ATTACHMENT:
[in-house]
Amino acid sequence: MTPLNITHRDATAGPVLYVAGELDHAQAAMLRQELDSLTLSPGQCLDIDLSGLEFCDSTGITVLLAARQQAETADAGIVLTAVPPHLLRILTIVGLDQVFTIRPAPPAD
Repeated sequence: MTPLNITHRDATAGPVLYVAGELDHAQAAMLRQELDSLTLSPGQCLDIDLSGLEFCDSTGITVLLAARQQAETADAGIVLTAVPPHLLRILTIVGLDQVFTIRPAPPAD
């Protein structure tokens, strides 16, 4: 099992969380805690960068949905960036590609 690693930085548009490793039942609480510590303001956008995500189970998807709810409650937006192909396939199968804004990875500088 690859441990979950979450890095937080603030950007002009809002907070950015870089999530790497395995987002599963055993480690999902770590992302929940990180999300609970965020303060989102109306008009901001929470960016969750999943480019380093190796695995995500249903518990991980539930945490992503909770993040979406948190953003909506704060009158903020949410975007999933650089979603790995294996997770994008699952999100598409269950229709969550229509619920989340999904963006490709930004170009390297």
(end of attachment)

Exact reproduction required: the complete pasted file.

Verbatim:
[in-house]
Amino acid sequence: MTPLNITHRDATAGPVLYVAGELDHAQAAMLRQELDSLTLSPGQCLDIDLSGLEFCDSTGITVLLAARQQAETADAGIVLTAVPPHLLRILTIVGLDQVFTIRPAPPAD
Repeated sequence: MTPLNITHRDATAGPVLYVAGELDHAQAAMLRQELDSLTLSPGQCLDIDLSGLEFCDSTGITVLLAARQQAETADAGIVLTAVPPHLLRILTIVGLDQVFTIRPAPPAD
């Protein structure tokens, strides 16, 4: 099992969380805690960068949905960036590609 690693930085548009490793039942609480510590303001956008995500189970998807709810409650937006192909396939199968804004990875500088 690859441990979950979450890095937080603030950007002009809002907070950015870089999530790497395995987002599963055993480690999902770590992302929940990180999300609970965020303060989102109306008009901001929470960016969750999943480019380093190796695995995500249903518990991980539930945490992503909770993040979406948190953003909506704060009158903020949410975007999933650089979603790995294996997770994008699952999100598409269950229709969550229509619920989340999904963006490709930004170009390297």